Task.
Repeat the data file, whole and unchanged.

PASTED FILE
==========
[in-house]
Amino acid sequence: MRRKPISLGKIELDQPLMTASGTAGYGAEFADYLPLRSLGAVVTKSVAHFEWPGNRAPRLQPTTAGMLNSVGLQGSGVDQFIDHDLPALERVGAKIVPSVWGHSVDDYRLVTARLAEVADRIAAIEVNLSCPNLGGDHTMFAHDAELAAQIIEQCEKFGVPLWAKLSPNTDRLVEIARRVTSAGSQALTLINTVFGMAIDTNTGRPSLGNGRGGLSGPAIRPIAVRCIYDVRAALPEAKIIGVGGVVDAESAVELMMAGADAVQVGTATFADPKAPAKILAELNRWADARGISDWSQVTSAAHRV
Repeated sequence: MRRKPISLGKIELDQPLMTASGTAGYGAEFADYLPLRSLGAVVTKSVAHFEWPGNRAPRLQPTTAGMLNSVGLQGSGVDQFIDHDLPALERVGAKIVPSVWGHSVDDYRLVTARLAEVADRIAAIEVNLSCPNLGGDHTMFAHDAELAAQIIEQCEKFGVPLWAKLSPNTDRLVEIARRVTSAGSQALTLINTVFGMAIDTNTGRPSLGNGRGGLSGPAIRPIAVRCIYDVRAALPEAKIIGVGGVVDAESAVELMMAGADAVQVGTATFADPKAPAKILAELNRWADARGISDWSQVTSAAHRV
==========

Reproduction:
[in-house]
Amino acid sequence: MRRKPISLGKIELDQPLMTASGTAGYGAEFADYLPLRSLGAVVTKSVAHFEWPGNRAPRLQPTTAGMLNSVGLQGSGVDQFIDHDLPALERVGAKIVPSVWGHSVDDYRLVTARLAEVADRIAAIEVNLSCPNLGGDHTMFAHDAELAAQIIEQCEKFGVPLWAKLSPNTDRLVEIARRVTSAGSQALTLINTVFGMAIDTNTGRPSLGNGRGGLSGPAIRPIAVRCIYDVRAALPEAKIIGVGGVVDAESAVELMMAGADAVQVGTATFADPKAPAKILAELNRWADARGISDWSQVTSAAHRV
Repeated sequence: MRRKPISLGKIELDQPLMTASGTAGYGAEFADYLPLRSLGAVVTKSVAHFEWPGNRAPRLQPTTAGMLNSVGLQGSGVDQFIDHDLPALERVGAKIVPSVWGHSVDDYRLVTARLAEVADRIAAIEVNLSCPNLGGDHTMFAHDAELAAQIIEQCEKFGVPLWAKLSPNTDRLVEIARRVTSAGSQALTLINTVFGMAIDTNTGRPSLGNGRGGLSGPAIRPIAVRCIYDVRAALPEAKIIGVGGVVDAESAVELMMAGADAVQVGTATFADPKAPAKILAELNRWADARGISDWSQVTSAAHRV